Dan Hynes: No, the intent was to explain to people the governor’s inability to solve problems and his lack of competence…

Kelley tries to minimize what Washington thought about Quinn

Cliff Kelley: But that was years ago.

Dan Hynes: It is not just a one-time situation. That’s the reason he was fired by Mayor Washington at the City of Chicago Department of Revenue.

Cliff Kelley: Twenty years ago.

Dan Hynes: A job that’s very similar to the job he has now. You brought up my father and let me just speak to it. …when he ran for Mayor, I was 18 years old, and I support my father and I love my father. But, my father is not running for Governor. I’m running for Governor.

Cliff Kelley: You were in the commercial.

Dan Hynes: Pardon me.

Cliff Kelley: You were in the commercial. Your father’s commercial.

Dan Hynes: Right, like I said, I support my father.

Cliff Kelley: Right. Right. But, you were in the commercials where he was attacking Mayor Washington.

Dan Hynes: Right, I was 18 years old and I love my father and I loved him then and I support him, but the point of this commercial and the powerful nature of Mayor Washington’s words are very clear. It is about the fact that: Pat Quinn was fired from his job. Because he wasn’t able to do his job and he was more concerned about public relations and that’s exactly the problem we have now in his one-year in office.

Cliff Kelley: Well, he’s had a number of offices since then and he’s done very well at them so I’m just saying to go back—

Dan Hynes: And, people can factor that in and make a decision for themselves.

Kelley asks Quinn to respond after Kelley responded for him

Cliff Kelley: …Governor, you want to respond?

Pat Quinn: Well, I did a good job, an honest job and that’s what the people want in the governor….this is a divisive commercial, and he knows it. I was 18 years old…I worked for Bobby Kennedy—he was trying to bring people together when he ran for President…and I believe when you are 18… you make up your own mind. The fact is that Dan Hynes left the Democratic Party to go and try to unseat Harold Washington as Mayor …I worked for Harold Washington in every single election he was in…now Mr. Hynes’ father who [Dan Hynes] supported and campaigned for… called Harold Washington sleazy and I think that was just plain wrong…we’re not going to let anyone go back to those days of 1980 …when people were divided… and I always was with Harold Washington and [Dan Hynes] never ever voted for Harold Washington nor did his father who was calling Harold Washington terrible names.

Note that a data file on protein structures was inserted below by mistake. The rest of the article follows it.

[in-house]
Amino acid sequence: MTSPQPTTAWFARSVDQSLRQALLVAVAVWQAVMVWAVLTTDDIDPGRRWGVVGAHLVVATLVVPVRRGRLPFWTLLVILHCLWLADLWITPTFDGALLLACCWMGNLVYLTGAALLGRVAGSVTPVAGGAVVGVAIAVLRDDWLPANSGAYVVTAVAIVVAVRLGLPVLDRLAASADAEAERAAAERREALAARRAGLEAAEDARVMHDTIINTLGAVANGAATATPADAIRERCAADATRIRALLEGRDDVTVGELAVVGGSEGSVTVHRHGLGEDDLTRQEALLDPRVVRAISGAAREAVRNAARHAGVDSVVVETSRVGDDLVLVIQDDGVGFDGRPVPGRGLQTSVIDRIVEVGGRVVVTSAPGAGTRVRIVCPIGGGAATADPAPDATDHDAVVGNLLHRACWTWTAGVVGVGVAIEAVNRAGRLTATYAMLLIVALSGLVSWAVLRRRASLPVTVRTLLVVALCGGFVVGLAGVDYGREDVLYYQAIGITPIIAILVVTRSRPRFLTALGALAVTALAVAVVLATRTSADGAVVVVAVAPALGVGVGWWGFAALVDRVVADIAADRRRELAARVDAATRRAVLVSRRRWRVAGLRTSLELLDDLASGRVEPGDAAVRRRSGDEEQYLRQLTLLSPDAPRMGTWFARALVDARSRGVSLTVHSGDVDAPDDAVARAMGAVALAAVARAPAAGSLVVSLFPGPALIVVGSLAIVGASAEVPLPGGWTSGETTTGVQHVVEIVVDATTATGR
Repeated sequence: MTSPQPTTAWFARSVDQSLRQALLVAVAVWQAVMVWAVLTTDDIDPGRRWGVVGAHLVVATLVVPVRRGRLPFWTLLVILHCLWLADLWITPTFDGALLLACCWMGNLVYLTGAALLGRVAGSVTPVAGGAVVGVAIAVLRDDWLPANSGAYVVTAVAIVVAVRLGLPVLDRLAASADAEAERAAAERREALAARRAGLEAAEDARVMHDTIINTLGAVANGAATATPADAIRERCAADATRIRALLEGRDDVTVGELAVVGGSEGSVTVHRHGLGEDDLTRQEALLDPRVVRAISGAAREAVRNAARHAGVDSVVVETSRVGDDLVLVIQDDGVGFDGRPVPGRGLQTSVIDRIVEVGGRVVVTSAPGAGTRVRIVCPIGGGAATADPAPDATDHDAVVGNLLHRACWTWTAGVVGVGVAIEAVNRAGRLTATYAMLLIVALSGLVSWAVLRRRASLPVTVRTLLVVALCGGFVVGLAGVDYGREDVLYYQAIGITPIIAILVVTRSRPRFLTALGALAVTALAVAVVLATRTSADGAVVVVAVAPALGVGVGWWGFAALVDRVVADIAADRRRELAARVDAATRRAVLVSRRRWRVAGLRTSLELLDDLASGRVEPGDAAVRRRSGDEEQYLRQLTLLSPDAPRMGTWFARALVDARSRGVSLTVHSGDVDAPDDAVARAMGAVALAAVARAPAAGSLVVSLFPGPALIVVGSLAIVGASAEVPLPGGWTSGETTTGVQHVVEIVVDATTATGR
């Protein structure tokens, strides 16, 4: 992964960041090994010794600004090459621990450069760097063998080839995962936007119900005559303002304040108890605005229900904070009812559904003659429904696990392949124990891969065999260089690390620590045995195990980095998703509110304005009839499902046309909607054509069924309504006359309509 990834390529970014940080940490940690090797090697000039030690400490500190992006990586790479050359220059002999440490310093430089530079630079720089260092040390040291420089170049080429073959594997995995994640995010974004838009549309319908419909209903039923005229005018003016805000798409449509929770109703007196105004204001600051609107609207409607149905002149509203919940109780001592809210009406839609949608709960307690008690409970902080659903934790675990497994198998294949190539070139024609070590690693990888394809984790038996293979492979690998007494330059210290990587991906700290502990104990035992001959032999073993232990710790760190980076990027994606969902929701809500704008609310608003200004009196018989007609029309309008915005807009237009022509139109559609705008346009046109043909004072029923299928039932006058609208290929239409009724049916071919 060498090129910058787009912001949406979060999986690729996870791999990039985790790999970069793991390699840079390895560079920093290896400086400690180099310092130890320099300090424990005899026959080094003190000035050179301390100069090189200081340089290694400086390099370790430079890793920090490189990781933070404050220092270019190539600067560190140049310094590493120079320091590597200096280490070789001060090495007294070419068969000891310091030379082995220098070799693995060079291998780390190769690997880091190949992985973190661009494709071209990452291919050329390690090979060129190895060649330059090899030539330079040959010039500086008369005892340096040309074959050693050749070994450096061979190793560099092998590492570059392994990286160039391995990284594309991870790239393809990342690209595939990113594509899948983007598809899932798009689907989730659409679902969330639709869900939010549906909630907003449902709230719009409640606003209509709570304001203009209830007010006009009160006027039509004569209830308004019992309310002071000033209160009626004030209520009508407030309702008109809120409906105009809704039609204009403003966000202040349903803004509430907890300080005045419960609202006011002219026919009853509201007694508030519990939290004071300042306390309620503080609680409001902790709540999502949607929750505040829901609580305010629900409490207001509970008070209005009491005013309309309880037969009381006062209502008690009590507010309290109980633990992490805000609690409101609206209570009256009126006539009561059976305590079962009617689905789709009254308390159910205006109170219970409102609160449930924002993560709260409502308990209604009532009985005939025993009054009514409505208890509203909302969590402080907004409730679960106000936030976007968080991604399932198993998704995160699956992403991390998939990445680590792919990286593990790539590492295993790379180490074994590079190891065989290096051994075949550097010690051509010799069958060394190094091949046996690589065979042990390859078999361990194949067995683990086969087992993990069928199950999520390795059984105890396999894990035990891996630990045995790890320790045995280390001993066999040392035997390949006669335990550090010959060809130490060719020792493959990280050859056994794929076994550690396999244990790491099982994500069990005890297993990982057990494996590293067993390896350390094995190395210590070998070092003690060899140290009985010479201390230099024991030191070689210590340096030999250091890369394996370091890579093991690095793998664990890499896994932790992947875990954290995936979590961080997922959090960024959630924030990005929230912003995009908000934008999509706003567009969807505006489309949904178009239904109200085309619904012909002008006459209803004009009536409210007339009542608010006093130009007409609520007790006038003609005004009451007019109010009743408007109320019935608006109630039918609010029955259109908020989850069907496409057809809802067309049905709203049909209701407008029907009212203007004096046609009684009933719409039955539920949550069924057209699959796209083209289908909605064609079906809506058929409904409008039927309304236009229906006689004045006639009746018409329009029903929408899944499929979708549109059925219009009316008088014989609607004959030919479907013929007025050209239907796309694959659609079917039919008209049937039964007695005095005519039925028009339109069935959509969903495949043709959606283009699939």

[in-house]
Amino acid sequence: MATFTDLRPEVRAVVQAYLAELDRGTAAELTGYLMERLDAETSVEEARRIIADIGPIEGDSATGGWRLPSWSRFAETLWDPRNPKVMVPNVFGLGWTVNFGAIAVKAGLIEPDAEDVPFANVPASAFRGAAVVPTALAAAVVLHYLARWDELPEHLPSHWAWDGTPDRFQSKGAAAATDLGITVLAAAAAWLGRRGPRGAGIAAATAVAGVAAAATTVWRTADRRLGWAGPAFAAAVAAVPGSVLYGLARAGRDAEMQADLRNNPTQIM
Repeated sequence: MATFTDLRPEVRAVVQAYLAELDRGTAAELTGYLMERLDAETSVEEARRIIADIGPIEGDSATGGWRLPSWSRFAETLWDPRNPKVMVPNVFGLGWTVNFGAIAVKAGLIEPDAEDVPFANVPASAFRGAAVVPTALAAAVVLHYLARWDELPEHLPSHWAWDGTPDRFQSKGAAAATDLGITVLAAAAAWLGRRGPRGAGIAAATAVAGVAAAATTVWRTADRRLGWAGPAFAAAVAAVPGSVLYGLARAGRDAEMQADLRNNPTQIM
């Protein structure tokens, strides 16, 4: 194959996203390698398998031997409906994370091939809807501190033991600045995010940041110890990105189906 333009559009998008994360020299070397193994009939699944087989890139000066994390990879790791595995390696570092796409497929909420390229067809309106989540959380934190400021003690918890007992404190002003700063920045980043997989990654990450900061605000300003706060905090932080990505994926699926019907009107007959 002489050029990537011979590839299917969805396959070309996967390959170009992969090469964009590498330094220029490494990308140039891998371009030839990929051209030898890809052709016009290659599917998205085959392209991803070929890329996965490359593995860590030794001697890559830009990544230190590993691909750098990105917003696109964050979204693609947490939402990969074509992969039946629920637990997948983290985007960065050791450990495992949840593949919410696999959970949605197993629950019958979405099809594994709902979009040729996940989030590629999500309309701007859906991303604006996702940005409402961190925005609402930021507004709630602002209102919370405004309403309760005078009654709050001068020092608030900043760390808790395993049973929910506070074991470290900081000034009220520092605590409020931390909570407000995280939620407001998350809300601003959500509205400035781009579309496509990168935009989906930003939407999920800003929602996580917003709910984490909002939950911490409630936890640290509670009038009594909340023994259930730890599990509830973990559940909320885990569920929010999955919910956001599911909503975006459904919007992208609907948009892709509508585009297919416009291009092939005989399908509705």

Dan Hynes: …I think that, again, we’re not trying to be divisive. We have presented these words of Mayor Harold Washington, which are directly relevant to the fact that the Governor today has allowed our problems to get worse. He was fired from his job because he was not competent and he wasn’t doing a good job and that’s exactly what’s happened today.

Cliff Kelley: But, since then he has been elected to two statewide offices…

Dan Hynes: So, people can evaluate that. They can-

Cliff Kelley: They have, I just wish—

Dan Hynes: They can listen to the words of Harold Washington and then they can discount it or factor in…but that doesn’t mean that the words of Harold Washington shouldn’t be heard. And, I certainly don’t think that what my father did has anything to do with it.

Pat Quinn: I think it is important that Comptroller Hynes doesn’t put his picture on those commercials that he was running…the reason is that the Hynes family fought Harold Washington every step of the way in the 1980s when we made progress…I’d rather lose the race for Governor than divide the people of Illinois along the lines of race. That’s what my opponent is doing…

Kelley to Hynes: Have you ever done anything of note?

Cliff Kelley: …this question comes from an email from someone asking [Dan], what have you done in the past? [Pat Quinn] has already mentioned the Citizens Utility Board, which we all agree has helped a lot of people. …but the point is that [Pat was also] able to reduce the size of the legislature through referendum—there are a number of things that Pat has done, tell us, Dan, what you have done?

Dan Hynes: I have been the comptroller for 11 years. I have been the lead voice of fiscal responsibility in this state…[Many of the newspapers agree] I have the better plan to get us out of this budget mess that is growing worse under Pat Quinn… we are unable to make the investments [we need to] in education, in healthcare, in human services and these are the real consequences for a budget deficit that I warned about for many, many years…

Quinn, 11% unemployment and he is the jobs Governor?

Pat Quinn: In eleven years, he hasn’t created one job. …And, today, with the announcement of President Obama…helping me as Governor, I think its 5500 jobs that are going to be created by the high speed rail…we passed a job recovery bill to rebuild our schools…and to rebuild our water systems and healthcare and so on, that’s going to create 439,000 jobs; I’m the jobs governor…